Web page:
Anticoagulants are one of the most frequently prescribed medications in elderly patients.

Polypharmacy is a growing concern in the elderly population

Some common cardiovascular disorders in older adults have a relationship to thrombosis, including ischemic heart disease, atrial fibrillation, valvular disease, and atherosclerotic vascular disease.

Thrombophilia (sometimes hyper coagulability or a prothrombotic state) is an abnormality of blood coagulation that increases the risk of thrombosis (blood clots in blood vessels).  Such abnormalities can be identified in 50% of people who have an episode of thrombosis (such as deep vein thrombosis in the leg) that was not provoked by other causes.

Older adults represent a patient population at high thromboembolic risk, but also at high hemorrhagic risk. Physicians have a tendency to underuse anticoagulants in the elderly, most likely because of underestimation of thromboembolic risk and overestimation of bleeding risk.

Despite the stroke risk being much higher in the elderly population, the presence of associated comorbidities and accompanying polypharmacy leads to physicians’ being less eager to initiate anticoagulation therapy in the elderly, despite the greater absolute stroke risk reduction by doing so.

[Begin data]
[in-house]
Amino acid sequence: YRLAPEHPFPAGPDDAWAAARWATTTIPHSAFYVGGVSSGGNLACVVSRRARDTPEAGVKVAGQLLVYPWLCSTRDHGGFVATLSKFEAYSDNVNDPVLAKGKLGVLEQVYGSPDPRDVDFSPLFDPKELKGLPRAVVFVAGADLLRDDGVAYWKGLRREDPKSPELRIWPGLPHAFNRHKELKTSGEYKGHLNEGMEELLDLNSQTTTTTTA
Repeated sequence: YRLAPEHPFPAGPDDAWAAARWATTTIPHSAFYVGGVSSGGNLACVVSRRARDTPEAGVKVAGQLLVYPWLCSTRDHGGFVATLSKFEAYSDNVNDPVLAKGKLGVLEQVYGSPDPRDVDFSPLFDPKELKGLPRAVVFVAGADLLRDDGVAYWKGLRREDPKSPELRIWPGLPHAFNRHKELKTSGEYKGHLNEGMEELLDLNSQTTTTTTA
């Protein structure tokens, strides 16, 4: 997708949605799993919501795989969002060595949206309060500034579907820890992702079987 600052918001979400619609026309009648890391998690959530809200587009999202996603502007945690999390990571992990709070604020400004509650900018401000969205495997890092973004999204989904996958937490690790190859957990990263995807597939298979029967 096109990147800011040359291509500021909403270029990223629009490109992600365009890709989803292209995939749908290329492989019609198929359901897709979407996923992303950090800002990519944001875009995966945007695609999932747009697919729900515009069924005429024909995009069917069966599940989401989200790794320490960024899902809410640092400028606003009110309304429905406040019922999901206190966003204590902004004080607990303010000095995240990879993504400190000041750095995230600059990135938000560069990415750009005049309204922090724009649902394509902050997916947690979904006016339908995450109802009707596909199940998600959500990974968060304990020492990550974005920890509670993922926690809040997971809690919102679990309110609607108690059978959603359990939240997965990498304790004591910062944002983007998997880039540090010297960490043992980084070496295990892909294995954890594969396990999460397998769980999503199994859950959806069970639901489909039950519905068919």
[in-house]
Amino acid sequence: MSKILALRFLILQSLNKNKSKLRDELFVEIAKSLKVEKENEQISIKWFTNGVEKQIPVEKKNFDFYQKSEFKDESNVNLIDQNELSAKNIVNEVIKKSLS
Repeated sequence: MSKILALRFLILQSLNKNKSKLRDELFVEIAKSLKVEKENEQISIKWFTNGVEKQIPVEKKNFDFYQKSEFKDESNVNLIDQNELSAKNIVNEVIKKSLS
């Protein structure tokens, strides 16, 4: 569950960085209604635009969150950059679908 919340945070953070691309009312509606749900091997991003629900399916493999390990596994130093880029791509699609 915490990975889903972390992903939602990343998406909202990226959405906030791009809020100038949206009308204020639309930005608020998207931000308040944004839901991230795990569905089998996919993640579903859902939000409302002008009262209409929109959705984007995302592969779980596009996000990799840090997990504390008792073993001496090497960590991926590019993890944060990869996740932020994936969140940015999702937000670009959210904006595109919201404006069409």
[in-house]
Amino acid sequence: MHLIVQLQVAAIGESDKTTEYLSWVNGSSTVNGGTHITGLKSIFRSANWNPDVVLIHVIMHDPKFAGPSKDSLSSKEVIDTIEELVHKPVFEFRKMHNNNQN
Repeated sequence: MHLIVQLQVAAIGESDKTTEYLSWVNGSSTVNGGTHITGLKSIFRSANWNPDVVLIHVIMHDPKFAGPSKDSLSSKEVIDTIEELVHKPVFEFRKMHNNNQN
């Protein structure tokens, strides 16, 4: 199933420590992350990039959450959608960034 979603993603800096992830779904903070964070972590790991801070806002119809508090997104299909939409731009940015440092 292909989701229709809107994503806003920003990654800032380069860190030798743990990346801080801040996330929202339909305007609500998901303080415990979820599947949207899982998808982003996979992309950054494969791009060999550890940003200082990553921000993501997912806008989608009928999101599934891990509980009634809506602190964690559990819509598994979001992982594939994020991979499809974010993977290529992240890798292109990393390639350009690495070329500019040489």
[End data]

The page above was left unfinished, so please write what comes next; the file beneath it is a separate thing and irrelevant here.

Another consideration in deciding on anticoagulation therapy is the elderly patients’ propensity to fall.  According to the U.S. Centers for Disease Control and Prevention, every 11 seconds an older adult is treated in the emergency room for a fall; every 19 minutes, an older adult dies from a fall.

One of the most compelling examples of potential benefits from pharmacogenetic testing is warfarin. Warfarin is a widely prescribed oral anticoagulant; for decades it has been used as standard drug to prevent and treat thrombotic events in patients with deep vein thrombosis, various hypercoagulable states, atrial fibrillation, surgical cardiac valve replacement, etc.

One of the major problems with its use in clinical practice is large inter-individual variation – patients differ in sensitivity to warfarin, hence the dose requirements vary widely (up to 20-fold). The consequences of over- or under-anticoagulation can be serious. In patients less sensitive than typical, the standard doses may be too low to achieve anticoagulation and therapeutic failure may occur, while in highly sensitive individuals the same doses may lead to serious adverse effects, such as hemorrhage.

PGx Medical is the trusted and experienced resource for the implementation of pharmacogenetics into the field of aging services.  We work with LTC communities, clinics and pharmacies across the country educating and implementing pharmacogenetics into their day-to-day patient care.

For more information on education opportunities or implementing pharmacogenetics, contact:

PGx Medical